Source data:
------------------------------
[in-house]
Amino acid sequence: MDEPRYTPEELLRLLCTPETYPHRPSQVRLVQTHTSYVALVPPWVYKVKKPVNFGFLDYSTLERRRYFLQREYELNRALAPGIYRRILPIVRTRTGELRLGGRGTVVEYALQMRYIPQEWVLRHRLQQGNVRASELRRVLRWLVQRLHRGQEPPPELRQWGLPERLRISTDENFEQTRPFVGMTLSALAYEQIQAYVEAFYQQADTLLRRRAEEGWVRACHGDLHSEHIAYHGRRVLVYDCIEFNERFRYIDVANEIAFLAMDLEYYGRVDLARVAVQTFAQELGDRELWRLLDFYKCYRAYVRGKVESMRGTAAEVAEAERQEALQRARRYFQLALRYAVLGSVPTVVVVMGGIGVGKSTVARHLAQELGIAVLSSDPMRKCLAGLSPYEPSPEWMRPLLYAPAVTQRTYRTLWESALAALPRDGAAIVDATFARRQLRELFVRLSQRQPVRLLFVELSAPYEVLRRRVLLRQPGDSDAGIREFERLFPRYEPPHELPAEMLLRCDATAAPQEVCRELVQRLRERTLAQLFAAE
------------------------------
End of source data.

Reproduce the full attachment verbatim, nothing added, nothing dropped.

[in-house]
Amino acid sequence: MDEPRYTPEELLRLLCTPETYPHRPSQVRLVQTHTSYVALVPPWVYKVKKPVNFGFLDYSTLERRRYFLQREYELNRALAPGIYRRILPIVRTRTGELRLGGRGTVVEYALQMRYIPQEWVLRHRLQQGNVRASELRRVLRWLVQRLHRGQEPPPELRQWGLPERLRISTDENFEQTRPFVGMTLSALAYEQIQAYVEAFYQQADTLLRRRAEEGWVRACHGDLHSEHIAYHGRRVLVYDCIEFNERFRYIDVANEIAFLAMDLEYYGRVDLARVAVQTFAQELGDRELWRLLDFYKCYRAYVRGKVESMRGTAAEVAEAERQEALQRARRYFQLALRYAVLGSVPTVVVVMGGIGVGKSTVARHLAQELGIAVLSSDPMRKCLAGLSPYEPSPEWMRPLLYAPAVTQRTYRTLWESALAALPRDGAAIVDATFARRQLRELFVRLSQRQPVRLLFVELSAPYEVLRRRVLLRQPGDSDAGIREFERLFPRYEPPHELPAEMLLRCDATAAPQEVCRELVQRLRERTLAQLFAAE